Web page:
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The trigger factor - II.

A couple of years ago, I wrote an article on coming up with ideas for new products. Titled "The Trigger Factor," it discussed how an obvious set of circumstances that thousands of people are aware of can be overlooked by the multitude and yet, for one person, can be a trigger for a revolutionary new product idea.

While working with a client recently on an organizational structure decision, lightning struck a second time. It occurred to me that the trigger factor isn't limited to creating ideas for new products; it pervades the entire management scene. It relates to the ability to recognize opportunities for change, for improvement, in every aspect of business. In fact, the lack of a trigger-factor curiosity and mentality can be a significant contributor to corporate mediocrity.

The Trigger Factor at Work

The trigger factor is a reason why outsiders often make many changes when they are brought into a top job; they can see things that were under the previous management's nose but which they couldn't see. The incoming executive brings a new, and perhaps only vaguely formed, template to his job. Just as an engineer uses physical templates to design tangible things such as products, so do executives use mental templates to design more intangible things such as organization structures and relationships. Thus many things that the former office holder perceived as being in mesh with expectations are seen by the successor as gaps to be filled, as opportunities for improvement. Recognizing management situations that could benefit from new approaches can be just as much an exercise in creativity as in coming up with an idea for a new product.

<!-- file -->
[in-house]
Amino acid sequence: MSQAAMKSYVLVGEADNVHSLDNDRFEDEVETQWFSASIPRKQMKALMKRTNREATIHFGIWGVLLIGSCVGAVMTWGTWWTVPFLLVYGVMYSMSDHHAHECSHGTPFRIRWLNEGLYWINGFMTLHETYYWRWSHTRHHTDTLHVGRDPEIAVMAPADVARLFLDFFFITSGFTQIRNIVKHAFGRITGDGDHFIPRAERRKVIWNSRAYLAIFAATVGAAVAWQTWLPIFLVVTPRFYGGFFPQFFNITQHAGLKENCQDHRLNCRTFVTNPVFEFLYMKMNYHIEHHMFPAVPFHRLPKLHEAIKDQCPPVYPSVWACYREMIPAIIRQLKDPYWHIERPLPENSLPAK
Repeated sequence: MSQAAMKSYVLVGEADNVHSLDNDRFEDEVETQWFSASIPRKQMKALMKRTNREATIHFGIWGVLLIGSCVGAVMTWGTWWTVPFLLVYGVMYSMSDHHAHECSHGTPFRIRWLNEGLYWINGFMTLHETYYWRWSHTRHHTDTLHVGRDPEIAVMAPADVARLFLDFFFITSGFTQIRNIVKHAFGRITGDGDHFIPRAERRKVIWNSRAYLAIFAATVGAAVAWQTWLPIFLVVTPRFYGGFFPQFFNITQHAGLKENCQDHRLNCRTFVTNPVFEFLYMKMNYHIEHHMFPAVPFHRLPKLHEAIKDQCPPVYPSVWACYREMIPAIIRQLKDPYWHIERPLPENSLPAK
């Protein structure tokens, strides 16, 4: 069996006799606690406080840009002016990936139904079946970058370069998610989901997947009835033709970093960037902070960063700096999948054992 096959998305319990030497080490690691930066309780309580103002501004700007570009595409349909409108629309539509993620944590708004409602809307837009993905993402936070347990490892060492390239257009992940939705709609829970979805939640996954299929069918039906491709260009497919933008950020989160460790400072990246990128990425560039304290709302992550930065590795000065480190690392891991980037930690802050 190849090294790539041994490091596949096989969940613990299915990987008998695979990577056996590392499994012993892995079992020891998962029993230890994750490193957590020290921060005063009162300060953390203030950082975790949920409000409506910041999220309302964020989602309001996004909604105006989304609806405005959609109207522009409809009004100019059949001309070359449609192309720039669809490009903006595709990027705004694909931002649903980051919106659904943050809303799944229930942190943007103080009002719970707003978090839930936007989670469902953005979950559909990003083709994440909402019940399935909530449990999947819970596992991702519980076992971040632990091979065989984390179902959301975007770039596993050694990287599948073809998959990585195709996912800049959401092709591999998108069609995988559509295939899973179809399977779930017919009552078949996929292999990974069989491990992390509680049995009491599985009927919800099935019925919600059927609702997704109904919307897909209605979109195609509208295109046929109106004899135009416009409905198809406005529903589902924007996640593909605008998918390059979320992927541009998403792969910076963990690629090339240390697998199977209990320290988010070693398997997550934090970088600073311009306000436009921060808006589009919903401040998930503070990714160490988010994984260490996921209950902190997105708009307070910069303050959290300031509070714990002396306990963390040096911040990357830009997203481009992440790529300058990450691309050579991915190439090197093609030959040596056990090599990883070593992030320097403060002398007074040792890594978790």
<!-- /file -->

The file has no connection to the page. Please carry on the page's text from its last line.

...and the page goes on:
Think back to the last time you made a major job change. You probably recall that, in the first few weeks or months in your new role, you could see all kinds of things that you questioned, that you felt could be done in a better way. They didn't measure up to the template in your mind. You saw many of these deltas as potential opportunities for change, for improvement. Then, by the end of your first year, things looked much better. Why did they look better? Did they look better because most of the change, the improvements, had been accomplished? Or did they look better because your template had started to take on the configuration of the status quo?